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Transitioning from 'Me' to 'We' - An Act of Community Care [Intro]

To start, I am new to writing blogs, but I never enjoyed reading blogs, so the act itself feels hypocritical... Stickin' with it, none the less.

I am here to share thoughts and questions to spark your own existential consideration - notice how your body and emotions respond, and use that to inform your state of being/understanding.

Finally, I acknowledge I am writing this from a place of privilege, and am intrinsically writing towards a privileged audience.


Transitioning from 'Me' to 'We" - An act of community care.


When was it ever truly about you?


Hopefully, at least when you were a baby; probably also when you were a toddler, and even a young child. About the time you blossomed into a gawky teenager you probably started to realize that there were broader needs than your own - those of your friends and, potentially, your family.


As human brains grow and develop, around 22-28 years old, the frontal lobe of your brain starts to make connections - bridging the gap between thoughts of function and thoughts of expansion. Typically, as this happens, people develop a broader view of the world around them, starting to become aware of the needs of other people, noticing the direct impacts their actions have on the wellbeing of others.


Do you still notice the impact you have on other people?


When we receive feedback of any kind, it makes us feel something. When you are praised for outstanding work, you feel a variant of 'good'. And, when you are criticized, you likely feel a variant of 'bad'. Where we start to get lost in the sauce, so to speak, is when we loose touch with the message of the feedback.

Empathetic people, known on the internet as 'empaths', feel everything - details of each interaction are perceived as direct feedback, subjecting the person to the tumultuous waves of daily ups and downs. One second, riding high from the smile of gratitude from the barista, the next, wallowing in deep doubt from an unanticipated honk while navigating traffic.

On the other end of the spectrum, there are the folks who literally couldn't be bothered by their impact on others, let alone the corresponding feedback - galivanting day to day unabashedly proceeding with their tasks.


How do you prioritize your needs?


Seriously, how do you? Everyone has a different method, strategy or plan to take care of themselves and their family. If our basic needs are not met, we find ourselves of little use to anyone else. We typically know what we prefer to have in life, and what we are accustomed to having - settling into patterns of getting our needs met. Occasionally, we are presented with an opportunity to fulfil a want in addition to our needs, such as a down payment for a new car as a result of a workplace bonus. Can you *pause* and parse out what you truly, fundamentally need, and what you clearly, consistently want?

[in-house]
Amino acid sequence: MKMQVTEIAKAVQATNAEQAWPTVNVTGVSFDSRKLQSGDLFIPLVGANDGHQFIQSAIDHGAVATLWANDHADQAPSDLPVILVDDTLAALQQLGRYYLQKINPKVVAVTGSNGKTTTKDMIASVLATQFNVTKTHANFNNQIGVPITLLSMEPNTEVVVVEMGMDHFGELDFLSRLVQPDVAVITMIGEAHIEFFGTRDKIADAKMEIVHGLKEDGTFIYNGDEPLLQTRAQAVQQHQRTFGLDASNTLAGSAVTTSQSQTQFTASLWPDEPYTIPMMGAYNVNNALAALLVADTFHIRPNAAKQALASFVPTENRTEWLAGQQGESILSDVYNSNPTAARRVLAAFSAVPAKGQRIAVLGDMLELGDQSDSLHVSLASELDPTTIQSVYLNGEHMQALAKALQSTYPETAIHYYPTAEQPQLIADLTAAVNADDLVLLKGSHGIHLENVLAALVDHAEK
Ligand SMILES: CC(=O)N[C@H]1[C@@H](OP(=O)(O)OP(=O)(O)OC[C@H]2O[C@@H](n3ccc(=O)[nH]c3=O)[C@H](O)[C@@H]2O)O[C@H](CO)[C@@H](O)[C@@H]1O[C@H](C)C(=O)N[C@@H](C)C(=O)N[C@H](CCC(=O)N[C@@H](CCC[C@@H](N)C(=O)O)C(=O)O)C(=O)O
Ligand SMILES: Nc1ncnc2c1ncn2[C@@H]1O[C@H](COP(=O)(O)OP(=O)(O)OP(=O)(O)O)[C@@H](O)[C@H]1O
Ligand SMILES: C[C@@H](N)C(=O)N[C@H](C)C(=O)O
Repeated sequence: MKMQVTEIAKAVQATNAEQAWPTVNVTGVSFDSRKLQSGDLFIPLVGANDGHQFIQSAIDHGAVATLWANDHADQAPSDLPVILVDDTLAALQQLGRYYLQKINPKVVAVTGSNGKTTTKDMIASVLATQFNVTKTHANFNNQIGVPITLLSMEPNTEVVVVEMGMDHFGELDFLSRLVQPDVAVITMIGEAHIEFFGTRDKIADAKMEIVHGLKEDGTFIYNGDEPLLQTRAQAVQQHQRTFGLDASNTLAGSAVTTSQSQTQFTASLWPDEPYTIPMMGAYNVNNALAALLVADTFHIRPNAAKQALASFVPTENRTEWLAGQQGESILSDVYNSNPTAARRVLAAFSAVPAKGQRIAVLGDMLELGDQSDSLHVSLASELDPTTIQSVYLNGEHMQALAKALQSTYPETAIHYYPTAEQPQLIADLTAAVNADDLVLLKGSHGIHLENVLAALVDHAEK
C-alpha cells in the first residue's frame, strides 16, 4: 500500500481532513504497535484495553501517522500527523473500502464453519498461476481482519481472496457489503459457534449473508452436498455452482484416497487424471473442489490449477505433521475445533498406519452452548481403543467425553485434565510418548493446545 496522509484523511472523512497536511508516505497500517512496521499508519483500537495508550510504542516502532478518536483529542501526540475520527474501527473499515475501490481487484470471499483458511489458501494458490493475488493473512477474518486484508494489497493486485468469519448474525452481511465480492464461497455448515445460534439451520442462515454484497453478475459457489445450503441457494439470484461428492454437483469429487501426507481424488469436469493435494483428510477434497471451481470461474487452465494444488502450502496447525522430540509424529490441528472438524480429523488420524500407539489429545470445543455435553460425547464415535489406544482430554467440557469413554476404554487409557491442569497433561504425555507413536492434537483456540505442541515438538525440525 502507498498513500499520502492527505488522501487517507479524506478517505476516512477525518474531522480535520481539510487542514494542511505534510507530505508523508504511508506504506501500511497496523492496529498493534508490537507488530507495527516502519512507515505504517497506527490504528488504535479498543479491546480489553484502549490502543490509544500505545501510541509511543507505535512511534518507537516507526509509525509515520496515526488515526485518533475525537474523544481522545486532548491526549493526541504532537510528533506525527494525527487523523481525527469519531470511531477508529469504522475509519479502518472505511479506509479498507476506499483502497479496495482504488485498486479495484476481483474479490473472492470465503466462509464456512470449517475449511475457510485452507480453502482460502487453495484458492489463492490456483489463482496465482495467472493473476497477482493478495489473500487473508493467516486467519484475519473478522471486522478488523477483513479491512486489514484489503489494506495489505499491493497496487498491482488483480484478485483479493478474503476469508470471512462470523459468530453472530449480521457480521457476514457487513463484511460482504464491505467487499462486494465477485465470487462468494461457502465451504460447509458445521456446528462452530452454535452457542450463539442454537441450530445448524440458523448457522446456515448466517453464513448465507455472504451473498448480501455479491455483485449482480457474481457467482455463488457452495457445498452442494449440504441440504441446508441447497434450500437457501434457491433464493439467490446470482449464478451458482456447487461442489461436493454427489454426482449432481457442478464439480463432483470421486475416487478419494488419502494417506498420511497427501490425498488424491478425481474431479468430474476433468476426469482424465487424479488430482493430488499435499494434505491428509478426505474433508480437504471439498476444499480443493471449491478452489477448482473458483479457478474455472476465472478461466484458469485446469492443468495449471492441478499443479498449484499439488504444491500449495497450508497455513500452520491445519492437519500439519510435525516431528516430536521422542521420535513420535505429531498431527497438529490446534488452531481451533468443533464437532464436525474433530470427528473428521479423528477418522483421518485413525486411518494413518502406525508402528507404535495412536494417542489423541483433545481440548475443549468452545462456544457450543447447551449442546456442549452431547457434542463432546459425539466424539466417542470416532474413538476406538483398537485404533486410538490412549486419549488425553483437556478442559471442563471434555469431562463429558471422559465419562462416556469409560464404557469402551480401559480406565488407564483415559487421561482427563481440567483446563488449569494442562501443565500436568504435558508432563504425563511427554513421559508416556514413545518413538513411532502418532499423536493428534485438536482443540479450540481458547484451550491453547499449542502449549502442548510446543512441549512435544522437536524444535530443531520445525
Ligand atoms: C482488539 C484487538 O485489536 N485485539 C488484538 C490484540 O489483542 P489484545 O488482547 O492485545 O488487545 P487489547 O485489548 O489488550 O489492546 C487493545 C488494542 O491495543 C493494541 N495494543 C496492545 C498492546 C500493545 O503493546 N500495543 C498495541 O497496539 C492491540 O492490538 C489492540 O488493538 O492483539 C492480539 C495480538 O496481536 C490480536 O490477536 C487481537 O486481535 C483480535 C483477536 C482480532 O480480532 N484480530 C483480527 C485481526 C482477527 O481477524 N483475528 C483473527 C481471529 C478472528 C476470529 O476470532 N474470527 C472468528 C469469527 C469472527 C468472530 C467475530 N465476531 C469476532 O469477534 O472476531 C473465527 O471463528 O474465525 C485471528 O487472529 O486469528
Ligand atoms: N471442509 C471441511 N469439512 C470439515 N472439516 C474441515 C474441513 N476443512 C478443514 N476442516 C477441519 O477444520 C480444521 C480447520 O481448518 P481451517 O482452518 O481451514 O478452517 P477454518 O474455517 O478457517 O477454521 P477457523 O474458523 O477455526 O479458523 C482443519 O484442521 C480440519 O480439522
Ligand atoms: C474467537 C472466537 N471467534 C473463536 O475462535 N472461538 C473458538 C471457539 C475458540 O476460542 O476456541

ps. it's okay, good, healthy, etc. to have wants that are different from your needs.


How do you prioritize your wants?


Most recognizable is the idea of preparing for a birthday - especially as a child; making a list, considering beyond the day to day what you want or would like to receive. It could be tangible things or broader experiences, but we do know how to seek what we want. *And that's okay!* Where it can get a little muddled is when we receive our wants so consistently that they feel like needs. One of the ways this shows up personally, is wanting to purchase and eat organic food, when ultimately my fundamental need is to be fed and nourished. Where in your habits and tendencies do you find your wants becoming needs?


I ask you all of this because, in your existential understanding (almost typed uncertainty...), needs and wants tend to blur, and we can find ourselves either tromping through life after wants as though they were needs, or allowing needs to go unheeded as though they were wants. I am confident in your ability (or at least awareness) to get your own needs/wants met, even if it is an ebb and flow.


Do you notice other people's needs?


Returning to the idea of feedback and perception, where do you fall on the spectrum when it comes to recognizing *other people's* needs? Are you so sensitive to feedback/other people that you are painstakingly aware of when someone's needs aren't met, to the detriment of your own? Or do you take the last roasted chicken in the grocery store, unaware of the family behind you? Probably, you fall somewhere in the middle - perceptive enough to know when your want is interfering with someone else's need, yet know how to ask for what you need, regardless of the response.


To The Point...

You, as a human, as an individual, as a member of a community, have needs that need to be met - this is your 'me' mentality. As an individual with abstract thought (the frontal lobe bit), you know other people have needs, though not your responsibility. And though you are part of a community, it takes practice to shift from consistent 'me' to a more considerate 'we'.


We each get to practice noticing when our perceived needs are really just wants.


Then we take that further, to be open to the feedback of how our wants are impeding the needs of others.


Ultimately making the shift from 'me' to 'we'.





Thank you for being here, diving a bit deeper and peering behind the curtain. Over the next couple weeks, I will continue to explore the concepts presented here to expand your own understanding of self and community, as well as provide opportunities to shift your daily practices towards the 'we'.


I tell you as I tell myself.


Until next time,

C.


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